What’s it like to work on a Pre-Training Yard?
Every horse has the potential to become a success and just like athletes, it all comes down to training. One of the many great things about working with horses is the huge variety of jobs available to us. This week we look at the world of Pre-Training and what exactly a job on a yard like this involves.
No matter how long you have been in the industry there is always something new to learn and another discipline you can experience. It is easy to become caught up in the mainstream disciplines e.g. Dressage/Showjumping/Eventing/Racing/Stud/Hunt, and focus is always a good thing to see on a CV, BUT if you aren’t 100% sure yet which discipline is for you yet, there are always other options and we are always here to help with a suggestion or two! Breadth of experience is also a good thing as long as it comes with respectable periods of time employed in the various jobs you have i.e. a mininum of 12-18 months ideally.
What is a “Pre-Training” yard?
A Pre-Training yard is essentially a prepping centre, like a prep school for horses! This is most popular within the racehorse industry, as going straight into full training on a busy yard can be quite the mind blower for the young horse. Some owners/trainers will prefer for the horses to go first to a Breaking and Pre-Training yard where they can be started and have the basics established in a smaller yard and hopefully calmer environment. Some of the larger studs, will have their own separate Breaking and Pre-Training facilities.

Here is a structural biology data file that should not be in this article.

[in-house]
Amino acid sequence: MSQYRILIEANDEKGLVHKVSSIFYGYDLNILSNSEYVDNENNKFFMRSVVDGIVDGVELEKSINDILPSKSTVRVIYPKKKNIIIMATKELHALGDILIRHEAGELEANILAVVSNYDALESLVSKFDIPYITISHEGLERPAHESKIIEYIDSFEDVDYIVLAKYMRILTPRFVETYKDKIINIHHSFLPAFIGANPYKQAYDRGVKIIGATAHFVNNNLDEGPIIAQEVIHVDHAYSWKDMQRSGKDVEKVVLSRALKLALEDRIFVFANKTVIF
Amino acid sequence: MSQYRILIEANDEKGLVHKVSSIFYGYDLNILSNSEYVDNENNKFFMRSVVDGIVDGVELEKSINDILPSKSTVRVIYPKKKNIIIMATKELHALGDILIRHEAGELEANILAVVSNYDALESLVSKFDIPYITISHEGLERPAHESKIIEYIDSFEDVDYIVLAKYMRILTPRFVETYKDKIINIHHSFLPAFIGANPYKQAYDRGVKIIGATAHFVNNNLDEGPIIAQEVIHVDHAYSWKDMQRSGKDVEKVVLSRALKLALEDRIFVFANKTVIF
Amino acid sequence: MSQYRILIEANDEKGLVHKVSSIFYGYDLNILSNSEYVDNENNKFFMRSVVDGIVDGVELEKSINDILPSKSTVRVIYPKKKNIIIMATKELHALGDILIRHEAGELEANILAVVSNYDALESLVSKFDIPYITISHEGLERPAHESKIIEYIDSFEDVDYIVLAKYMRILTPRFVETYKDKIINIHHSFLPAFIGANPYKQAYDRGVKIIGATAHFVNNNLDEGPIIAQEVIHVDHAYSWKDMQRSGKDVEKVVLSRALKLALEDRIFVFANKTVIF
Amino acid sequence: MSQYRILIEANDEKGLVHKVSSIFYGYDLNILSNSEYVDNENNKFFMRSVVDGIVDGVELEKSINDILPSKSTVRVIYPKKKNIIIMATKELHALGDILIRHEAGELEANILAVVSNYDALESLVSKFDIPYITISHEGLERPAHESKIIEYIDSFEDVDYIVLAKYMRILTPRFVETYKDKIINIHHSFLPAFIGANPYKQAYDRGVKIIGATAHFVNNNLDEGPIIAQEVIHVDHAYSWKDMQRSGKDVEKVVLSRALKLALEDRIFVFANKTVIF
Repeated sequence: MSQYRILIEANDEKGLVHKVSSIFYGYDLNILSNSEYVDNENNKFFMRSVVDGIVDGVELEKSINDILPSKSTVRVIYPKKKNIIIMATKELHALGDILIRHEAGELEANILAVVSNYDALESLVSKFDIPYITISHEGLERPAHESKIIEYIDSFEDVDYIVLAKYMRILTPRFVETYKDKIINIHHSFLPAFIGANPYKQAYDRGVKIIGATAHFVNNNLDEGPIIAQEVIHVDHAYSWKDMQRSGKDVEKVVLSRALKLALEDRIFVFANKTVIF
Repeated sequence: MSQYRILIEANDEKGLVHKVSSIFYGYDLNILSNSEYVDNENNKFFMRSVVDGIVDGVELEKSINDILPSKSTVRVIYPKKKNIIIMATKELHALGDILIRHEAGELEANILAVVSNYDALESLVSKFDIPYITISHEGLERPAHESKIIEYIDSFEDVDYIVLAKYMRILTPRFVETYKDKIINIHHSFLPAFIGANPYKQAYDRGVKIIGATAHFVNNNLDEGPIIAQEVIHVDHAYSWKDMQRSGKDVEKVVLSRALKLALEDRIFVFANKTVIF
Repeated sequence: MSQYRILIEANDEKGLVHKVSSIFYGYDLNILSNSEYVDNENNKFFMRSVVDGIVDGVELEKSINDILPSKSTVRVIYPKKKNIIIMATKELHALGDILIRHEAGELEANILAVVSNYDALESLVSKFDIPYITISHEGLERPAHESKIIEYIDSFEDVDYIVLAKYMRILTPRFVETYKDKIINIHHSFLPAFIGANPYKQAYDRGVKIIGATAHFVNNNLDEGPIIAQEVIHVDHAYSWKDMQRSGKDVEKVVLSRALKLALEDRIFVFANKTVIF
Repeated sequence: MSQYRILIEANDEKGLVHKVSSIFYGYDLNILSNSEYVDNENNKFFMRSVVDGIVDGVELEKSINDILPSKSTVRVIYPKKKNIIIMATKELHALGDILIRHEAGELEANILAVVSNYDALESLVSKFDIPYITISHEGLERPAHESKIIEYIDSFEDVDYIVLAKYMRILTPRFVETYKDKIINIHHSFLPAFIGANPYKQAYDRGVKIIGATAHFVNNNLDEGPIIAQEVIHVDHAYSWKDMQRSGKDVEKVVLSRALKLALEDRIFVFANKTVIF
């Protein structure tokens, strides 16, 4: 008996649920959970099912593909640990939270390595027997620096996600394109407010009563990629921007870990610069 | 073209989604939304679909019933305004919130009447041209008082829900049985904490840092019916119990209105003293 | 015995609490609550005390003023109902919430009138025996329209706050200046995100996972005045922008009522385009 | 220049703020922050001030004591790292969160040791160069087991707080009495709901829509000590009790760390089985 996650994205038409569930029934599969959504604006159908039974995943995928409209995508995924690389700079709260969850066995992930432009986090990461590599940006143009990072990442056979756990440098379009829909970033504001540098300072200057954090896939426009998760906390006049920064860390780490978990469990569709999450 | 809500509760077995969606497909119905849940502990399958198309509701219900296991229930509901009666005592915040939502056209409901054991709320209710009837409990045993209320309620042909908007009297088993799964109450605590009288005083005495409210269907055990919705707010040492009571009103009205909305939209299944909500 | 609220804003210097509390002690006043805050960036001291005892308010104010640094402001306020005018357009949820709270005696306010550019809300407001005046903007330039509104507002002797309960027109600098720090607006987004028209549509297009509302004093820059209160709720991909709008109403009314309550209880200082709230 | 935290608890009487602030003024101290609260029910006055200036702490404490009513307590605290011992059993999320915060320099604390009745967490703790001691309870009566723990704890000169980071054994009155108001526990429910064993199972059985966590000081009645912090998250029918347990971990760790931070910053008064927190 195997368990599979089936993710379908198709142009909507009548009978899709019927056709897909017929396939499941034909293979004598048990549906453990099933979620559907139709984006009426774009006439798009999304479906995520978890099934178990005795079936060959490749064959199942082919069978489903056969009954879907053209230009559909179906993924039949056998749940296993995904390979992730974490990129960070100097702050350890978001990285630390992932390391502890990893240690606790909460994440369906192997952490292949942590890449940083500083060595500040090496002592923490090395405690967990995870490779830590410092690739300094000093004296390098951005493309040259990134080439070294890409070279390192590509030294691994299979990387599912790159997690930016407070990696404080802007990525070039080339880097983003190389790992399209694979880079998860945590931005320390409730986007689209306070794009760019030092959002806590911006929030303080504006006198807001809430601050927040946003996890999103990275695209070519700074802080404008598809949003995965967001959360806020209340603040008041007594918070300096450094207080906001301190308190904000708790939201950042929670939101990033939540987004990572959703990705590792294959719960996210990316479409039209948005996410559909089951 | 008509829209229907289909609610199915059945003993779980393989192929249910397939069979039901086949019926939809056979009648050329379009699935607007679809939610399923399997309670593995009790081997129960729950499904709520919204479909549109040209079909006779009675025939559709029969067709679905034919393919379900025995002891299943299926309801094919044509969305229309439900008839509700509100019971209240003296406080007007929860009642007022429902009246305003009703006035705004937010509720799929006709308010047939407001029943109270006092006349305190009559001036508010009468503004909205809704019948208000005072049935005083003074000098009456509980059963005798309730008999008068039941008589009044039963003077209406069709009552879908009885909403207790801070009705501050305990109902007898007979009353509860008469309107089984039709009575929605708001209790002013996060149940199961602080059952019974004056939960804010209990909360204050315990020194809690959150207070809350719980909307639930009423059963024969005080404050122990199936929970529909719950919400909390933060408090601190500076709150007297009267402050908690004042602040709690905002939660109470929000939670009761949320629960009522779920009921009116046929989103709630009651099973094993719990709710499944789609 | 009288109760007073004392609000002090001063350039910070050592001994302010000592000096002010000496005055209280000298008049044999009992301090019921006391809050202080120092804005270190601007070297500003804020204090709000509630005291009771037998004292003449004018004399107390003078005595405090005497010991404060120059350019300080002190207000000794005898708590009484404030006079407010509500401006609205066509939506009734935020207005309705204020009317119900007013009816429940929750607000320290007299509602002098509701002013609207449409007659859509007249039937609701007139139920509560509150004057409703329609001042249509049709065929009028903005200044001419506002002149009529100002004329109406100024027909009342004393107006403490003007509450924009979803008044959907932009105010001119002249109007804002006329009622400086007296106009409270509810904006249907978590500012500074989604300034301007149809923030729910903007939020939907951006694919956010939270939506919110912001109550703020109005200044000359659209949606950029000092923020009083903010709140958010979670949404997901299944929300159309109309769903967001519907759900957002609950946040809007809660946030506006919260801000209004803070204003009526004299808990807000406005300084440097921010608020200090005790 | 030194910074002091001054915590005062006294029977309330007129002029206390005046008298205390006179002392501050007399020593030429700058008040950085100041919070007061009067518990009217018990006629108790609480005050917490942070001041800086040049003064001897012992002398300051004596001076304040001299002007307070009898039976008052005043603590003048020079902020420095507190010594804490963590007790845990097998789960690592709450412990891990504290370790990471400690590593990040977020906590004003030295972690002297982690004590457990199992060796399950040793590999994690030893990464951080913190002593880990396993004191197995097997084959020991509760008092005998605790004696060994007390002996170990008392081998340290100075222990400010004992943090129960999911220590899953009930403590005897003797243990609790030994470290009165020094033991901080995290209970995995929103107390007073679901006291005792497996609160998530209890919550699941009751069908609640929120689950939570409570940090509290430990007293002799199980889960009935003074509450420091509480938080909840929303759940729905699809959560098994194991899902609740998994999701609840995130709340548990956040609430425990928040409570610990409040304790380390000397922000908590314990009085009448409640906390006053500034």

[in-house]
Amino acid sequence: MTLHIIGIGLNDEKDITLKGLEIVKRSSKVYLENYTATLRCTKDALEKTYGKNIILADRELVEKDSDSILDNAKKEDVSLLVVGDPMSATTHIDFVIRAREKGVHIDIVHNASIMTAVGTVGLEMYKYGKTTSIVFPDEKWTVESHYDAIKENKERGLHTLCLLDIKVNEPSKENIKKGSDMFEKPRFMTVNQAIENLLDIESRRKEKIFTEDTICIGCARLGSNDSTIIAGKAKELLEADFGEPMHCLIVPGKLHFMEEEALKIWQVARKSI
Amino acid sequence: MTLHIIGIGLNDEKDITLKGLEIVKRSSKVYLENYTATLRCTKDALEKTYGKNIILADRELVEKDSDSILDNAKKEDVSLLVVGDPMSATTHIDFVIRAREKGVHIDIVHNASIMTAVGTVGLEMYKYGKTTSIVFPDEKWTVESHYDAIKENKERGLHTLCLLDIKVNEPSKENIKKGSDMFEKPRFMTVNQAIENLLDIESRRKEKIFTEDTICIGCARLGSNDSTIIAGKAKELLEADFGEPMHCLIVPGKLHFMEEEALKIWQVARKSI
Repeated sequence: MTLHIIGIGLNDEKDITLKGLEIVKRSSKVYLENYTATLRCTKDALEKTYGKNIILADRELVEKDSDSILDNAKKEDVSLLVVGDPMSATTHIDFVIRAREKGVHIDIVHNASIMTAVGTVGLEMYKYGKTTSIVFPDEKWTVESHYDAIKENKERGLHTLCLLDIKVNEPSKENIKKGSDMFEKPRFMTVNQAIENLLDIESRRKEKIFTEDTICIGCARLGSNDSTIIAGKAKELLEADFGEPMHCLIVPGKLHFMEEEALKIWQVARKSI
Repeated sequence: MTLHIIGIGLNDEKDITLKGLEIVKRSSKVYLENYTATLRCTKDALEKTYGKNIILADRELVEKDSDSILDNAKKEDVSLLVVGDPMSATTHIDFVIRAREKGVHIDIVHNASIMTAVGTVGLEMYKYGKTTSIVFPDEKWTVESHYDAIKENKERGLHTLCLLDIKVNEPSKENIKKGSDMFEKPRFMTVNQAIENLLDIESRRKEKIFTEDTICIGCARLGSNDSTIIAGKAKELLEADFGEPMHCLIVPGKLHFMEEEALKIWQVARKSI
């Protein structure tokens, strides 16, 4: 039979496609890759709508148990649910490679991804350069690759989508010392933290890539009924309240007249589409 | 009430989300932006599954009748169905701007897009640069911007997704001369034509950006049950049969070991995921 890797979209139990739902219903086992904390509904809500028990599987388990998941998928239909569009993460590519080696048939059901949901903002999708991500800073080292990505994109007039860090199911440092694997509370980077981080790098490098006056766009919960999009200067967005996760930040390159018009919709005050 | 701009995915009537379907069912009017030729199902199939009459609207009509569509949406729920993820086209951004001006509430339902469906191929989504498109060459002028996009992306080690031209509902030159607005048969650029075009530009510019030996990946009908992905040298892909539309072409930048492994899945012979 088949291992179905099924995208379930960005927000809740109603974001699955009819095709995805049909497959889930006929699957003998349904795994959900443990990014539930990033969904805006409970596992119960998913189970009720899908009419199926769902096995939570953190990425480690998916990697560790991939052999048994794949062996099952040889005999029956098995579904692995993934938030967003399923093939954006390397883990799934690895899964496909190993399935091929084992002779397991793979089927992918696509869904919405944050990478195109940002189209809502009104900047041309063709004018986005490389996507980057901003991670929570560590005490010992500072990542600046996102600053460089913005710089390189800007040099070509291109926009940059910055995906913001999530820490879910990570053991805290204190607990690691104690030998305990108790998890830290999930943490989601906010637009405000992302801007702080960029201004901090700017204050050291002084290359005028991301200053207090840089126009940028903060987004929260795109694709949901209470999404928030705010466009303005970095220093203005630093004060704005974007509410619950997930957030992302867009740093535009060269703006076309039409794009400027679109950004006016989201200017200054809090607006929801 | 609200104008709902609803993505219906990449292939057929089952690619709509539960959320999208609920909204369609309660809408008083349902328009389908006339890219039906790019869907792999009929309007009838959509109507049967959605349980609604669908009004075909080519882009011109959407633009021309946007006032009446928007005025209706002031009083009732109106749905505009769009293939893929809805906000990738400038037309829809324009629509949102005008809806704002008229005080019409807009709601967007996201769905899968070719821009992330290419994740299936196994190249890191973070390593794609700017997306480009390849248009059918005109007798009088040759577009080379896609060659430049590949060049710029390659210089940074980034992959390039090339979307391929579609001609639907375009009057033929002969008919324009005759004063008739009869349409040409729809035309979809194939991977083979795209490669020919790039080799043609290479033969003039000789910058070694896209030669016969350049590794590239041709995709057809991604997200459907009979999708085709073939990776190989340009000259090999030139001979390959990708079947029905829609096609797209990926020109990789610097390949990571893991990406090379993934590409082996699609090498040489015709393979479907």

What do Pre-Training yards do?
BREAKING: Most Pre-Training yards will also offer a breaking service, starting the young horses from scratch with the ground work, backing and riding away to whatever level the owner/trainer requires.
GROUND WORK: One of the greatest advantages of a Pre-Training yard is the additional time and man power they tend to have over traditional training yards to put in the individual time with ground work. They use lunging and long reigning, even with the older established horses, to build balance and muscle tone before adding the weight of a rider on board.